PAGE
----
The magic of kites

By Ingrid Fetell Lee

img_2909It’s magic month in the world of Aesthetics of Joy. I’m currently working on the chapter about magic and joy, which is all about the transcendence of natural law and human limits. One of the greatest constraints we face as humans is gravity, so it’s no surprise that a lot of joyful things happen to defy it. Unable to fly naturally ourselves, we derive a lot of joy from assisted flight (planes, hanggliders, hot air balloons) and from surrogates (kites, bubbles, birds).

The magic of kites lies partly in this defiance of gravity, but also in the way it plays with another human limit: visibility. As our dominant sense, vision is something we trust without question, but human vision actually operates within a pretty narrow range. We have trouble seeing anything smaller than 1/20th of a millimeter with the naked eye. So even though we know that air is not actually “empty” but rather filled with invisible particles that are constantly being moved around by wind and convection currents, we can’t see these in action. There is, then, a magic in anything that manages to make these invisible forces visible.

The unpredictable dance of a kite reveals these hidden forces in a beautiful, joyful way. And the design of kites, while deeply functional, is also geared towards aesthetically enhancing this emotional experience. Kite designers design for the wind, for the spectacle created by the kite’s movements, adding loose tails or wings that magnify the gyrations of the form. Color, usually bright and saturated, is used to draw maximum attention. And though there is poetry in a simple diamond kite, kite designers are going ever bigger and more intricate in their quest to provide a joyful spectacle.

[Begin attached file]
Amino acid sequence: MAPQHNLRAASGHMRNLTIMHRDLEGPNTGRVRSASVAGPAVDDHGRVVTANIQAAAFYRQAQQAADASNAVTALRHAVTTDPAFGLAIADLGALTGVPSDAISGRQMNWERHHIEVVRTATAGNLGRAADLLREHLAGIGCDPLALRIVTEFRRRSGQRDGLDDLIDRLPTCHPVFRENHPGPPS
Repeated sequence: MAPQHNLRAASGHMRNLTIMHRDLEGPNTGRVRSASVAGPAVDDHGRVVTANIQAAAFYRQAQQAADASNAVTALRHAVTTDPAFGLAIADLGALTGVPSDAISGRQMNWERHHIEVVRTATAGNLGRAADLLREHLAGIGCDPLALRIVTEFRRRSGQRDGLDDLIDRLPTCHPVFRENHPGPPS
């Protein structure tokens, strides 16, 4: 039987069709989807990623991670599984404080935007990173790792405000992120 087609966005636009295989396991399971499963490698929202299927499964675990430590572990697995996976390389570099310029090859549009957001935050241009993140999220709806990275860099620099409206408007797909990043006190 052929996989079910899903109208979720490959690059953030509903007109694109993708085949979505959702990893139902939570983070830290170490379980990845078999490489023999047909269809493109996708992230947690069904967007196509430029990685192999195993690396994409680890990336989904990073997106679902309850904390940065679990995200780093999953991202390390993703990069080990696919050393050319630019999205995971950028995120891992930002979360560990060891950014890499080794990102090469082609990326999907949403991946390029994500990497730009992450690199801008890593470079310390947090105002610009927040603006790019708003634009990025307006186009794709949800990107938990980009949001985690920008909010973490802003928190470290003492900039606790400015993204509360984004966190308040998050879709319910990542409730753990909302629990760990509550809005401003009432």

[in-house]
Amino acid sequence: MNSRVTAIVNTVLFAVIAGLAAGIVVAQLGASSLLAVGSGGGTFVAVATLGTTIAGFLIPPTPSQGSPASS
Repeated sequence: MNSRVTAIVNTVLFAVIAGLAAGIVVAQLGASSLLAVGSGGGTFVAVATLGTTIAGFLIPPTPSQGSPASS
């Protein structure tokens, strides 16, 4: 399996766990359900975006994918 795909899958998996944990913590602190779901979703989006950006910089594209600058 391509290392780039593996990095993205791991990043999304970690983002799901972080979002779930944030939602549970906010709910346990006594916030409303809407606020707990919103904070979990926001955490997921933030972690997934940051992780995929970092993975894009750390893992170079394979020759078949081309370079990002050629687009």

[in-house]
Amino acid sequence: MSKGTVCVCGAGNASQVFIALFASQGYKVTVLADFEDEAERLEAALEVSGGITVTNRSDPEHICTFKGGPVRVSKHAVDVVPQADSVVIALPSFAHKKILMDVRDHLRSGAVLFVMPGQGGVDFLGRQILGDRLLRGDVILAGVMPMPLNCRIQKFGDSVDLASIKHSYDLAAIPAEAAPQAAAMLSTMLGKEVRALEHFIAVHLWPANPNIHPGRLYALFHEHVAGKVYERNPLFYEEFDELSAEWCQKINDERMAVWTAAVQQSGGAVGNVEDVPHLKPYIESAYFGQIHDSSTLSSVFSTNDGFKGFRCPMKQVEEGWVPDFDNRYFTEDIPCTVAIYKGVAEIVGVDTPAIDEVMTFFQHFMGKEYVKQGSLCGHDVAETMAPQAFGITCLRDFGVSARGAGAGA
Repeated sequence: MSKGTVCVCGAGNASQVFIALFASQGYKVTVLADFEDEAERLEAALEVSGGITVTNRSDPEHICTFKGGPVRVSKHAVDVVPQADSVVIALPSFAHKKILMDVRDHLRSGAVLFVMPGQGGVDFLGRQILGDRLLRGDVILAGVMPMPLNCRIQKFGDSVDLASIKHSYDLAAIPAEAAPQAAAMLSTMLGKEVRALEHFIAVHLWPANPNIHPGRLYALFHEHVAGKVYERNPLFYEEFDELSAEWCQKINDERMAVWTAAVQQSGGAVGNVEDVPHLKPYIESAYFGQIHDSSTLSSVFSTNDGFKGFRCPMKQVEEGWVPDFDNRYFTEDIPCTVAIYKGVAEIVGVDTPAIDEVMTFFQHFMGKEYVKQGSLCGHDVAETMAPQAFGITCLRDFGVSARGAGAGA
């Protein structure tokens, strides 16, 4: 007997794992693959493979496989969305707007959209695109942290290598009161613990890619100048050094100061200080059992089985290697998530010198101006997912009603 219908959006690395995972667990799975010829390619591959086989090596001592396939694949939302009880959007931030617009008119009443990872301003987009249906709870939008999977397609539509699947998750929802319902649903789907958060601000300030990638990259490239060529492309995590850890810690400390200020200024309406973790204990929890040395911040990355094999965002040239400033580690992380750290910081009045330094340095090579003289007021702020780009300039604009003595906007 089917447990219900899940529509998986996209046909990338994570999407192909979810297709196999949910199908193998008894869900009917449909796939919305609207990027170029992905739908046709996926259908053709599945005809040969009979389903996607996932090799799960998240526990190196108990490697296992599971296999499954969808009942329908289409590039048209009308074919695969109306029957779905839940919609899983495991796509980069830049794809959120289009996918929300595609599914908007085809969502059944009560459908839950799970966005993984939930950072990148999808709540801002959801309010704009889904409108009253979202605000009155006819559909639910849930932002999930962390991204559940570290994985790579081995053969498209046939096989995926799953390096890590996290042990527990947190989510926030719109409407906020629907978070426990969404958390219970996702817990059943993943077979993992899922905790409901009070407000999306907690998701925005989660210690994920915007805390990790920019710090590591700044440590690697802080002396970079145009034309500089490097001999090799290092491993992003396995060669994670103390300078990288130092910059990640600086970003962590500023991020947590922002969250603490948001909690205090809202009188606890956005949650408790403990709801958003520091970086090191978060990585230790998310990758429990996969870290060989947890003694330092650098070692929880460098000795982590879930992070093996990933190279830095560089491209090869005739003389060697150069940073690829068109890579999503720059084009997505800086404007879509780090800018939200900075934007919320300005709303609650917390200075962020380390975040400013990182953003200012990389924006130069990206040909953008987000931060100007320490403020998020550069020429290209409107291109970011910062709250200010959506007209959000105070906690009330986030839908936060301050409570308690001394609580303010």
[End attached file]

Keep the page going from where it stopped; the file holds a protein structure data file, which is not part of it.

These features are clearly in evidence among the kites exhibited last night at the FlyNY kite auction. Founded by a trio of architects, FlyNY is a kite-making competition and kite-flying festival aimed at bridging the gap between the design community and everyday New Yorkers, and bringing joy through the pleasure of kite-flying. The non-profit held their inaugural festival earlier this month in Riverside park, and hundreds of families showed up to make simple paper kites, while the more hardcore brought their own finely crafted designs. Yesterday, the kites were exhibited and auctioned off at the Knoll showroom to benefit Architecture for Humanity.

I’ll be interviewing FlyNY founder Victoria Walsh next week, so look for more kite thoughts then! You can see images from the kites and the festival here.

May 29th, 2009


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